Being Heard in the Great Debates: Social Media Strategies for Engaging in the Big Stories

UK Film CouncilOne of the things that is fantastic about the web is its pure and simple speed.  No sooner had we all taken in the shock announcement of the abolition of the UK Film Council than people were Twittering, blogging and updating their Facebook status all at once.

The web – particularly screenwriting and filmmaking websites – was ablaze this week with torrents of tirades against the closure, or against the UKFC itself.

How, then, do you get your voice heard amid all this noise and bluster?

It’s all too easy to sit at a keyboard and bash out 500 words on why the enforced shuttering of the UKFC is a good or bad thing, but how do we make sure that our contribution becomes part of the wider picture?

There are many lessons to be learned from internet debates that apply to social media strategy across the board – and not just for writers and filmmakers.  In order to add value to a debate, we must learn how, where and to whom we must direct our comments.

There is little point publishing a tirade on a website or blog with hardly any traffic or that’s read by the wrong type of people – for discussions to have impact they have to be targeted in places where the influencers will read them. If filmmakers want to affect decision-making in this country, we need to hunt out the best places for our views and opinions to be aired.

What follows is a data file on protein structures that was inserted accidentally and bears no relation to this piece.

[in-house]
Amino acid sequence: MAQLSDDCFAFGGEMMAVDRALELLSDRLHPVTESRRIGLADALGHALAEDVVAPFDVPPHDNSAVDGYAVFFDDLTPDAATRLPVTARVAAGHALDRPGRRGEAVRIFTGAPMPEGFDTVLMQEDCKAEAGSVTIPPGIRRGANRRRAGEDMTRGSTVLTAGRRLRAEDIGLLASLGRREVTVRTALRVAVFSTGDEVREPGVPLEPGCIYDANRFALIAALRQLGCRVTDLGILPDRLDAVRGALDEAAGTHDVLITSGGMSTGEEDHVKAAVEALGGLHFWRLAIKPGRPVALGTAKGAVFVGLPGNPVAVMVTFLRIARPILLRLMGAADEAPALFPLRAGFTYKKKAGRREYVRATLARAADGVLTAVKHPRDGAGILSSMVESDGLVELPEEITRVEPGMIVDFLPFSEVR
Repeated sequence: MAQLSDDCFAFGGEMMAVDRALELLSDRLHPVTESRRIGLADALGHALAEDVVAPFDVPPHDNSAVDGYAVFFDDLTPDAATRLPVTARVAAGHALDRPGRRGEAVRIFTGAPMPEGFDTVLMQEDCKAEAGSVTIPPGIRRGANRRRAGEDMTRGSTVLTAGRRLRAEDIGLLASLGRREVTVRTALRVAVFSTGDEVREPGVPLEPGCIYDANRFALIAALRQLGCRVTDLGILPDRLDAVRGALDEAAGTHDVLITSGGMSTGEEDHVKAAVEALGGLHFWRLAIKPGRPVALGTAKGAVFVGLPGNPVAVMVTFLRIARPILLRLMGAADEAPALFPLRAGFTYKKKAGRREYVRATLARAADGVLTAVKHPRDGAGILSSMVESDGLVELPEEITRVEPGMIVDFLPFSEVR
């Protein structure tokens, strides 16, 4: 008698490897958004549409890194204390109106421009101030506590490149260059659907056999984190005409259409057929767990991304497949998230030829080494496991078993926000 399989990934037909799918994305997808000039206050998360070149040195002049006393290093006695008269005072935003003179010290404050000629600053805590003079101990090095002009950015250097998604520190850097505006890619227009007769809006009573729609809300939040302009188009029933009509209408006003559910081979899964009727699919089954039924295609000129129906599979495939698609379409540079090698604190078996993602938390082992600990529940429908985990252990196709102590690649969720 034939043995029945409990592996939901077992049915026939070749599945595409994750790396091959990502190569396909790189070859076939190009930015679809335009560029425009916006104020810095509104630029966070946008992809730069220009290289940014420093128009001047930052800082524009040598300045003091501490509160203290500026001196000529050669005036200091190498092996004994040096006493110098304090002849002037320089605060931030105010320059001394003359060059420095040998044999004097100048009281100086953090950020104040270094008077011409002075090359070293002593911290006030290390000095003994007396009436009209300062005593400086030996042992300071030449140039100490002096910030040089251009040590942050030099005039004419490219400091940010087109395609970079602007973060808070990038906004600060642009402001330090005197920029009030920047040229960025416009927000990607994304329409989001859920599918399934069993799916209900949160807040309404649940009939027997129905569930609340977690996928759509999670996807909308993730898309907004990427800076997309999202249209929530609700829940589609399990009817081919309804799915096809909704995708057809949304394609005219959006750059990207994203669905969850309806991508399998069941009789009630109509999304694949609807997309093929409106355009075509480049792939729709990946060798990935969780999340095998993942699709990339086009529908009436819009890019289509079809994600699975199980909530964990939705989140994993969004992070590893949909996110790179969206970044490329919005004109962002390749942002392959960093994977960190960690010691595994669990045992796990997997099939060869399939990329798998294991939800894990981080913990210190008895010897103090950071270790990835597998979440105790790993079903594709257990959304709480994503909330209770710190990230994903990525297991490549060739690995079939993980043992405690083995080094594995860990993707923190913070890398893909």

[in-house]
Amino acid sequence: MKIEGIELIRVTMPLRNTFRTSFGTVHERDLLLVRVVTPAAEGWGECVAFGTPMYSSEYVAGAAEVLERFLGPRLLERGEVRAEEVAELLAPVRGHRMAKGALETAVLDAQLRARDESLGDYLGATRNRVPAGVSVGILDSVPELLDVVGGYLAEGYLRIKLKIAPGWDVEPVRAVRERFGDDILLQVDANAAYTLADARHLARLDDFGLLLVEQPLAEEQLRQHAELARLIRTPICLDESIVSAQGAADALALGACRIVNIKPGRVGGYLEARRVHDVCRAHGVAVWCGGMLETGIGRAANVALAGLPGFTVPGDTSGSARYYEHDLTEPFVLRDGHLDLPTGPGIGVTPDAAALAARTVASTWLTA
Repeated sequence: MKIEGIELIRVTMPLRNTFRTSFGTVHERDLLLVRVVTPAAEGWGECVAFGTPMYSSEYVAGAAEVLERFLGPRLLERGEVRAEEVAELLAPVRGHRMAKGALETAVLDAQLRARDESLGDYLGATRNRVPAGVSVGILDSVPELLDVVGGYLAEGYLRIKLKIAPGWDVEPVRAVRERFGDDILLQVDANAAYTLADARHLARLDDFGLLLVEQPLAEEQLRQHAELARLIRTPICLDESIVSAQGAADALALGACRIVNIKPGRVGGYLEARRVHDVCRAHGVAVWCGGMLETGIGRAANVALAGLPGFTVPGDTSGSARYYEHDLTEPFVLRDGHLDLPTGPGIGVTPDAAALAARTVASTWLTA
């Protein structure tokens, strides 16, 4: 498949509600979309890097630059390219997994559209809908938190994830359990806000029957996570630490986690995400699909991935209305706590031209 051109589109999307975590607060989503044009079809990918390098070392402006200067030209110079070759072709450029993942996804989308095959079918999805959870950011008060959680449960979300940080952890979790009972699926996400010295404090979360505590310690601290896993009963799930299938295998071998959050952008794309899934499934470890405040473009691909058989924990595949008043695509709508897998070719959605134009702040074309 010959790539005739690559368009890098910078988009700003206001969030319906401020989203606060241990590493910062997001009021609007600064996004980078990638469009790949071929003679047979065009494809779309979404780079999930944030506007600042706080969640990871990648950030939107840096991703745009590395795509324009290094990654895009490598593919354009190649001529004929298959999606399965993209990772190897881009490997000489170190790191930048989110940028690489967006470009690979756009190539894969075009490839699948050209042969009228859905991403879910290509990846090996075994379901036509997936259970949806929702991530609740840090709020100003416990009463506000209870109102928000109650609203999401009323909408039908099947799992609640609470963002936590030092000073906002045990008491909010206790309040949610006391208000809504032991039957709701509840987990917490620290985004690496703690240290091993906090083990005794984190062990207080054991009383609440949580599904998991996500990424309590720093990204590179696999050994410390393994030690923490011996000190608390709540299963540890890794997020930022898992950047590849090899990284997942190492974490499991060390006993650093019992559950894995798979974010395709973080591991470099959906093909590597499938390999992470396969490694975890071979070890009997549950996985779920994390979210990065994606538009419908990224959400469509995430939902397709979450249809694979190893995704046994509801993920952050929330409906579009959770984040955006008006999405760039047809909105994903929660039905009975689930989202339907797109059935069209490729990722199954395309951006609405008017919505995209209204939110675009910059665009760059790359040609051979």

Twitter has proven hugely successful at launching and maintaining campaigns, mostly thanks to its hashtag system.  Being able to track every utterance on a particular topic, as labelled with it’s own specific hastag (like #UKFC or #savetheUKFC in this case), allows people from all over the world to access the thoughts and feelings of the community.

Although Facebook offers almost instant Groups and Pages on contentious topics their disadvantage is their narrow focus and disparate groupings. Where Twitter enables people to see all sides of the debate all at once, Facebook groups are almost universally partisan, meaning you have to actively seek out both sides of the debate if you want a balanced view. As anyone can create a group, there also ends up being several groups with the same aim, dividing and diluting the support base.

Blogs and websites are another kettle of red herrings.  Your own personal blog may feel like the place to contribute your two-pennyworth, but if you really want to engage in a debate and have your voice heard (and listened to), it can be more valuable to seek out blogs with stronger and more engaged followings.

London Screenwriters’ Festival Director Chris Jones blogged about the story this week and drew some really interesting comments on his post.  Shooting People have also had a debate smouldering away in their bulletins and on their blog this week, too.  Far better to engage in a debate with higher-traffic sites than to spend an hour crafting a missive that few people will get to see.

Engagement is the ultimate power of social media.  When you’re focused on the selfishness of getting your voice heard, you’ll find yourself emitting a mouse-like squeak. But if you make a conscious effort to join the debate, to listen, react and respond, you can discover the collective lion’s roar.